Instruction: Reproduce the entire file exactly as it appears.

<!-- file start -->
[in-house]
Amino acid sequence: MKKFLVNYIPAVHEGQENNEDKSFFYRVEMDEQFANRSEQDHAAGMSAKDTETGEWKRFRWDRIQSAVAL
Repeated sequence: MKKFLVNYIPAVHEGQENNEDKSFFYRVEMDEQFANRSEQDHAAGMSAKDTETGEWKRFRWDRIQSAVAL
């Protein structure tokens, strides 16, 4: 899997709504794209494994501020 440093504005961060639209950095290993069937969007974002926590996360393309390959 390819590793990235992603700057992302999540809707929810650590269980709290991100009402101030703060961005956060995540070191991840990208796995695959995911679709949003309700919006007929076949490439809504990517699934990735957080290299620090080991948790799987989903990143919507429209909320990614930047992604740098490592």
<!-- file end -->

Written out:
[in-house]
Amino acid sequence: MKKFLVNYIPAVHEGQENNEDKSFFYRVEMDEQFANRSEQDHAAGMSAKDTETGEWKRFRWDRIQSAVAL
Repeated sequence: MKKFLVNYIPAVHEGQENNEDKSFFYRVEMDEQFANRSEQDHAAGMSAKDTETGEWKRFRWDRIQSAVAL
């Protein structure tokens, strides 16, 4: 899997709504794209494994501020 440093504005961060639209950095290993069937969007974002926590996360393309390959 390819590793990235992603700057992302999540809707929810650590269980709290991100009402101030703060961005956060995540070191991840990208796995695959995911679709949003309700919006007929076949490439809504990517699934990735957080290299620090080991948790799987989903990143919507429209909320990614930047992604740098490592």